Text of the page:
SOUTH GLENS FALLS — Erin McCarthy joined an exclusive club by taking a chance during the stepladder finals of the U.S. Women’s Open Tuesday night at Kingpin’s Alley Family Fun Center.
McCarthy, 31, from Elkhorn, Nebraska, made a big ball change from her Motiv Pride to a Supra and then ran the table as the fifth seed, winning four matches en route to her first major championship. The now two-time PWBA champion defeated top-seeded Danielle McEwan of Stony Point 212-172 in the championship match. She earned $60,000, while McEwan took home $30,000.
McCarthy started the championship game with three strikes, left the 4-6-7-10 split in the fourth frame but then added two more strikes to basically lock up the title. McEwan struck in the first frame but the lanes changed quickly for her, and she was never able to find the right ball or line.
“I don’t have the words to describe how I feel right now,” said McCarthy, who is planning to spend some of that big check on some new sneakers. “I made the switch to the Supra. You have to take a chance sometimes if you want to reach the top. The Supra was a much cleaner ball for me, and it got down the lane where I needed it to.”
McCarthy had several key moments in her four victories, but none was bigger than the second game against 15-time champion Shannon O’Keefe. After defeating Shayna Ng 212-178 by rolling five strikes to close out the game, it appeared her run was over. O’Keefe needed two strikes and eight pins to close out McCarthy in their game. O’Keefe got the two strikes, but then left a 3-4-7-9-10 split, losing 220-218.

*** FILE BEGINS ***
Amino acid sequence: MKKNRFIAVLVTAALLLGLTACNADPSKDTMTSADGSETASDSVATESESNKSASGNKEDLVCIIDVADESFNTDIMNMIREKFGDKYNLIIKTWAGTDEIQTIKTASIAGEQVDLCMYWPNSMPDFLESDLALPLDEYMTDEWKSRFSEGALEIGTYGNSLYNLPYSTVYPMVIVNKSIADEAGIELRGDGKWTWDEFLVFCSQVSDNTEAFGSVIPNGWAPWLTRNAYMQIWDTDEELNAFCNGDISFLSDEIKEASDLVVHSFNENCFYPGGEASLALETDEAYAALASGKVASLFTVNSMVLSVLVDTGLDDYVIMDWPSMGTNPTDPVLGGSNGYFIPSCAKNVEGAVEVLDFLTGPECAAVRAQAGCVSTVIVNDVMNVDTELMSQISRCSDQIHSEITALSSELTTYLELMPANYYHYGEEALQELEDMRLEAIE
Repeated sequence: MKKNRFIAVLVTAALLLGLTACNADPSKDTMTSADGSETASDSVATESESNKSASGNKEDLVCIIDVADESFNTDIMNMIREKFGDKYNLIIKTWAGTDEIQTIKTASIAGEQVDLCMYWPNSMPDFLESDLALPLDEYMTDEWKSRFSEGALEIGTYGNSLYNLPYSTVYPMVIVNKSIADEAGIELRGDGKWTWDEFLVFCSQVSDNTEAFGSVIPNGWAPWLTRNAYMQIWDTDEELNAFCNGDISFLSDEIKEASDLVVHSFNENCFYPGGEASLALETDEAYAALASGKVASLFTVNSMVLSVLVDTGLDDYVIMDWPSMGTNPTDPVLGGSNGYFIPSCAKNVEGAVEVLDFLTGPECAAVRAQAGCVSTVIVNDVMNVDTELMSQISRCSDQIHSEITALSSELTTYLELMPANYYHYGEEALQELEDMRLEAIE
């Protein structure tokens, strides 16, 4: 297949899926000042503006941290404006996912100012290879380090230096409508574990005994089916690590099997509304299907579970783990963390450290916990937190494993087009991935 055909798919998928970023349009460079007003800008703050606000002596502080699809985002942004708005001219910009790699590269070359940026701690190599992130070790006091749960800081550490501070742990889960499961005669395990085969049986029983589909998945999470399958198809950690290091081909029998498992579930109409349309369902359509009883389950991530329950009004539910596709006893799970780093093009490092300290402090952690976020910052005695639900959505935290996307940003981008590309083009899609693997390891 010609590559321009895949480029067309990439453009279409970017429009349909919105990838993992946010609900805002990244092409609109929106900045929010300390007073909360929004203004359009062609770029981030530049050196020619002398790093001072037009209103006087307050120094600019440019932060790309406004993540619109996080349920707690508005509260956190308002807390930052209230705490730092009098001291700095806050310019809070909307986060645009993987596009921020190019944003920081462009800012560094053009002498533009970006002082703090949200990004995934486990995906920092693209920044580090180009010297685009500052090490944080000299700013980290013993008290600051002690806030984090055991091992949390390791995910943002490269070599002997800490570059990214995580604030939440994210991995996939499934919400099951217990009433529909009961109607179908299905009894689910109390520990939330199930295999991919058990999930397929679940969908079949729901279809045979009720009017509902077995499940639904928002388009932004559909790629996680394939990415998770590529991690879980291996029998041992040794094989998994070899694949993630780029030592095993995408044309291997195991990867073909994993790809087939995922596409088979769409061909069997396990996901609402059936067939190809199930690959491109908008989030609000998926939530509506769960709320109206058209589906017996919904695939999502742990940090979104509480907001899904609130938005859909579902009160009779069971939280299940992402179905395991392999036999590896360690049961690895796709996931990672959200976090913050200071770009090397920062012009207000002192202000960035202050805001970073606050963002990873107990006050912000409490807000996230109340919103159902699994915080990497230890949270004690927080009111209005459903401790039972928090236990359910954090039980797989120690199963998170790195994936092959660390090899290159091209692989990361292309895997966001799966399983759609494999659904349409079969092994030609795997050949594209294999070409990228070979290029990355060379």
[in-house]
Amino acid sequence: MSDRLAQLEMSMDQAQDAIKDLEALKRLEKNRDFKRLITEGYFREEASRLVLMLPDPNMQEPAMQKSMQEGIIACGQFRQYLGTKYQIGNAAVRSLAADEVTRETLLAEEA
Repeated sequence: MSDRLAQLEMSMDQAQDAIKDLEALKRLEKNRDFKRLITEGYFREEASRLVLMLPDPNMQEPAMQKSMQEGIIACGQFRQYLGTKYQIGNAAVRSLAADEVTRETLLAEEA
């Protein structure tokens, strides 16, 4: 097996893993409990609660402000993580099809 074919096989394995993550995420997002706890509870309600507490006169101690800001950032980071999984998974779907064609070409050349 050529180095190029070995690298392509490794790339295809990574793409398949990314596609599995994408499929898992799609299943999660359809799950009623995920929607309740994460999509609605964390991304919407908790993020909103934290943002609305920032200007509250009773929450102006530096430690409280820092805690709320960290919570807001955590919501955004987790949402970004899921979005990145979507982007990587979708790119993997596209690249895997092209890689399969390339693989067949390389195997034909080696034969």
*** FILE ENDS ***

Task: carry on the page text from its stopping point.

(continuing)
“I was looking at the ground — which I always do — when Shannon got up to bowl,” McCarthy said. “I couldn’t believe it when I looked up to see that she left a split on her last ball. I thought I lost that game.”
McCarthy then ran a string of six strikes to close out the semifinal game 235-206 against Jordan Richard, a former PWBA Rookie of the Year and two-time champion.
Then it was on to the finals against McEwan. McCarthy kept her cool the entire four games, and although she was ecstatic, she looked tired.
“It was definitely a tough week,” she said. “We bowled 56 games, plus four more tonight. It was a grueling test. What I feel now is beyond words. This is definitely the biggest moment of my life. I’m never going to forget this.”
McCarthy said she made a conscious effort to control her emotions during the entire stepladder finals.
“I forced myself to slow down and control my footwork. I also controlled my breathing, and that helped me,” she said. “I may have looked calm, but my heart was pounding. It’s hard to describe, but I almost felt numb the entire night. This is the most prestigious tournament we have on our tour, and I’m so happy to win this.”
McEwan, a 7-time champion who has the only bowler in the finals to have won the U.S. Women’s Open before, needed some time to collect herself after failing to figure out the championship pair.
“The biggest problem with being the No. 1 seed is that you don’t know how the lanes are playing,” she said while fighting back tears. “You only get a couple of practice shots. I tried five different balls, and none of them worked. I feel lots of disappointment right now.”
The pattern for the stepladder finals was 38 feet of low-volume oil. The middle of the lanes didn’t have much of a hold area. All the finalists played between the third and fourth arrows on the lane, and they tried not to hook the ball too much. Only McCarthy figure out the best ball, line and speed to play all night.
Richard was third and cashed for $22,000. O’Keefe earned $17,000, and Ng won $13,000 out of a prize fund of more than $253,000. Ninety-one players began the week. Thirty made it to the cashers’ round, and 24 advanced to the three rounds of match play.
The PWBA Tour is idle until the PBA/PWBA Striking Against Breast Cancer Mixed Doubles July 28-31 at Copperfield Bowl in Houston
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